Newsletter of the Finger Lakes Chapter, ACBS

Volume 17, Issue 1.................................................................. March 2007

UPDATED: March 13, 2007


















Isle Urania, the small island that the Brashears bought in 1899, after renting a cottage for three summers on Lake Muskoka. The cottage and boathouse are still there, beautifully restored by Jim Grand of Gravenhurst, ONT Photo credit: Ken Robinson

Production of steam launches reached its peak in the decade before 1900, declining thereafter in favor of naptha launches and gasoline-powered boats. In order to deliver the boats to the Muskoka Lakes, they had to be shipped by railroad flat-cars. This affected the design and dictated that the beam not exceed the maximum width that could be allowed by rail -- about nine feet.

At the turn of the 20th Century, the Davis Dry Dock Co., Ltd. of Kingston, Ontario, Canada was famous throughout North America for its boat-building capabilities. In particular, it had established a special reputation for producing quality steam yachts and launches for the affluent cottagers in the Muskokas.

Davis-built Muskoka yachts, such as Phoebe II, were particularly graceful and had a characteristic profile; fine bow lines, canoe stern, forward enclosed cabin with curved windows, a center section with roll-up side curtains containing a wood-fired boiler and compound condensing engine, an aft-enclosed cabin with a head and wash basin on the port side, and generous fore and aft decks. Hulls were generally painted white, while the cabins were constructed of varnished mahogany. Deck fittings were nickel plated, giving a very pleasing overall effect. The yachts were outfitted for day cruising only; the window sash weights were allowed to swing free such that overnight sleeping in any kind of roll would have been impossible!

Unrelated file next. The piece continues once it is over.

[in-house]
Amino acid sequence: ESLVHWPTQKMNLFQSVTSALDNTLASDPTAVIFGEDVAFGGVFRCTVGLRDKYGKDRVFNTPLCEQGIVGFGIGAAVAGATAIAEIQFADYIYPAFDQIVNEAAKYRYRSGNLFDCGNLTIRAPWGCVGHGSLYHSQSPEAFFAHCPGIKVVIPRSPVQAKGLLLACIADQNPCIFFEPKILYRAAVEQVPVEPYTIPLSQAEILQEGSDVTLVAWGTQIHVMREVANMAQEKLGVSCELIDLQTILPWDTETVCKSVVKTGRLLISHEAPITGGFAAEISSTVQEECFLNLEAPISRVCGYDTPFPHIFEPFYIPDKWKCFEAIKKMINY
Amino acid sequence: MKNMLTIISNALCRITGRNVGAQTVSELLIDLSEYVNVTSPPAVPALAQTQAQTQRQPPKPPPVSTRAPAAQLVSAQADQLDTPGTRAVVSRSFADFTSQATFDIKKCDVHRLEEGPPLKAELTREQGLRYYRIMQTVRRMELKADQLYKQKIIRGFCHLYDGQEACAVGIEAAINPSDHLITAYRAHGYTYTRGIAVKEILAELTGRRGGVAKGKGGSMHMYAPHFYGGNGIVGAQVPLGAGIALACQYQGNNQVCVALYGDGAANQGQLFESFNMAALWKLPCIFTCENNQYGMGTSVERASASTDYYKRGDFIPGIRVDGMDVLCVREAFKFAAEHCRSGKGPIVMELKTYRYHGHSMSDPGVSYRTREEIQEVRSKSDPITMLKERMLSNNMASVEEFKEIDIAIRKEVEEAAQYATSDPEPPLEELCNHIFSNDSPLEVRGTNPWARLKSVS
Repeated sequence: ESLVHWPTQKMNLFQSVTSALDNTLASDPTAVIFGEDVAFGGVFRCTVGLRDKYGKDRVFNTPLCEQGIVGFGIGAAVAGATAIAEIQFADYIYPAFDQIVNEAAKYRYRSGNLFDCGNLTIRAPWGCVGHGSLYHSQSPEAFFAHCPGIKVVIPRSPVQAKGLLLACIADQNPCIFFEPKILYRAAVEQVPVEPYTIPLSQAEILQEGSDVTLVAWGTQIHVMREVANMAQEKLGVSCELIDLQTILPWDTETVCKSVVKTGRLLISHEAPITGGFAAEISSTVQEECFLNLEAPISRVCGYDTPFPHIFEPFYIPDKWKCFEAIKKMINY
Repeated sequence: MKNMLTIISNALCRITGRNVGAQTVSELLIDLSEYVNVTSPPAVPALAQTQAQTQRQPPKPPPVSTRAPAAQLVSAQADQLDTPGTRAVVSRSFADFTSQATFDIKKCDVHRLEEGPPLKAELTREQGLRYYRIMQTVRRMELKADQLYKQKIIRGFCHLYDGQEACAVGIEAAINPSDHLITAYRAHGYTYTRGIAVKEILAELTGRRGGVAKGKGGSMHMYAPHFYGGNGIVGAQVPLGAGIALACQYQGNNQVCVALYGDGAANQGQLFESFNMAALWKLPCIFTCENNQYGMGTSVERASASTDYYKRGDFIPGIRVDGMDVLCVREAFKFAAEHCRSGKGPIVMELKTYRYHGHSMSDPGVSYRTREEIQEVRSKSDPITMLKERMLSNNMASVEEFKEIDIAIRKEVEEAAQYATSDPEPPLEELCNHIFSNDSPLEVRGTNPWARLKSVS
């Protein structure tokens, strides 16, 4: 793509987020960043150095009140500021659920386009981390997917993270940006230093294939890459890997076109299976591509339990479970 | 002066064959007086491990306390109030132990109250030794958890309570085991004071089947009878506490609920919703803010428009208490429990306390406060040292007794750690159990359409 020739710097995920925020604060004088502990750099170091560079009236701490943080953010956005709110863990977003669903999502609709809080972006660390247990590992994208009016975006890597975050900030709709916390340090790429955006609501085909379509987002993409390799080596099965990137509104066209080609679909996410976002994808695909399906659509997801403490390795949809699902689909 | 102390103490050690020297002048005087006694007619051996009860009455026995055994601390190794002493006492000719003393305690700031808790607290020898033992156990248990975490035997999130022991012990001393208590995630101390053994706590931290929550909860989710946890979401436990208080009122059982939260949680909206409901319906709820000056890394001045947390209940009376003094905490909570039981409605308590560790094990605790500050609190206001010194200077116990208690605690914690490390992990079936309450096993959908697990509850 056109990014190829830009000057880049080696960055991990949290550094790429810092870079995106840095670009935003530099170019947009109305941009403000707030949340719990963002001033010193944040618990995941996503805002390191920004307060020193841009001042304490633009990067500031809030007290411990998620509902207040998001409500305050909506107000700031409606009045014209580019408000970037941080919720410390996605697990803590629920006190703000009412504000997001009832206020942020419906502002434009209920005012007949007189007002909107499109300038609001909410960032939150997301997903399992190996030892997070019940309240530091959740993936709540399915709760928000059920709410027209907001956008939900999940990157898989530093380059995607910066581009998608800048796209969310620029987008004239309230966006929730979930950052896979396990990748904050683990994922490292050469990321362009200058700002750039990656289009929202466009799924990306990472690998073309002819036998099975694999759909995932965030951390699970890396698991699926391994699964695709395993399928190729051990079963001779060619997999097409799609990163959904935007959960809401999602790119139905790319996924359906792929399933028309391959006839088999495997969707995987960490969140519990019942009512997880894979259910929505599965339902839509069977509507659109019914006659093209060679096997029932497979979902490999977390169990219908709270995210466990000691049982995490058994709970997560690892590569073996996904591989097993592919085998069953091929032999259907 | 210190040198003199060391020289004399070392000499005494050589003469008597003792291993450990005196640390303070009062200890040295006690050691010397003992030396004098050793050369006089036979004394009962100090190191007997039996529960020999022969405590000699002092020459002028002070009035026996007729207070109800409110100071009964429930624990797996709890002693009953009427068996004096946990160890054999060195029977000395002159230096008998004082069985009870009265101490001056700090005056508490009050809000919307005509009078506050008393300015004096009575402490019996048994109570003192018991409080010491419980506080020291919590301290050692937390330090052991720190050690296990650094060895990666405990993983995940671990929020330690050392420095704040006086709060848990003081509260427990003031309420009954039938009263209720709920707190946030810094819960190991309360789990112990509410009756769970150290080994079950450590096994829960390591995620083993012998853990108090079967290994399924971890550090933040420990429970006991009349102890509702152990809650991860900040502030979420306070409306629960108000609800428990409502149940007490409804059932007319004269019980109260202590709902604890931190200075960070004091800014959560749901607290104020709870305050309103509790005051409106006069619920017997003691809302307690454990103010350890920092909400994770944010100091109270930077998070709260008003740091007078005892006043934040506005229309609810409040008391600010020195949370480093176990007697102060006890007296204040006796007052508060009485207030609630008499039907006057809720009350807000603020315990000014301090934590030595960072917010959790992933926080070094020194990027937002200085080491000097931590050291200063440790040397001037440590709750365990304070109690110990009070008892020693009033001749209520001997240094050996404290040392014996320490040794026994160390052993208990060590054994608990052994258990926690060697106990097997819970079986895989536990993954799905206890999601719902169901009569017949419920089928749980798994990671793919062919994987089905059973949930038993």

One of the Phoebe's early day trips on Lake Muskoka in 1914.

And so it was that Matt Davis built the Phoebe II, a 48-ft. wood-burning steam launch with a 9-ft. 1-in. beam and 4-ft. draft. It is planked with 1-in. southern pine over very stout frames with a heavy keel and boiler stringers, a fairly straight stem and a compromise (canoe) stern. It is a luxury day-boat with a glass and mahogany-paneled wheelhouse forward, and a similarly enclosed aft salon reflecting the ambiance of an age of relaxed elegance. The engine room is located between the two.

The wheelhouse is where the helmsman holds forth and controls the boat with bell signals to the engine room. The aft salon has fore-and-aft seats along each side with a drop-leaf table in between. It can comfortably seat a party of ten to 15 people. The open-sided engine room houses a boiler and compound steam engine that drive the launch at speeds up to ten MPH. A common top runs nearly the entire length of the boat with open decks fore and aft, and a lazarette (storage space below decks) aft.

By 1914, the era of steam-driven small vessels was all but over. During World War I the Davis Company produced life boats and small ships' boats of both wood and metal for the war effort. In the post war years the company never regained its stature as a builder of luxury yachts.

*Phoebe II is the correct name of the launch - it was carved into the keel. However, two nameplates on the bow (possibly recovered from the original Phoebe) carry the name, Phoebe, without the numerals. As a result, the boat became known simply as Phoebe

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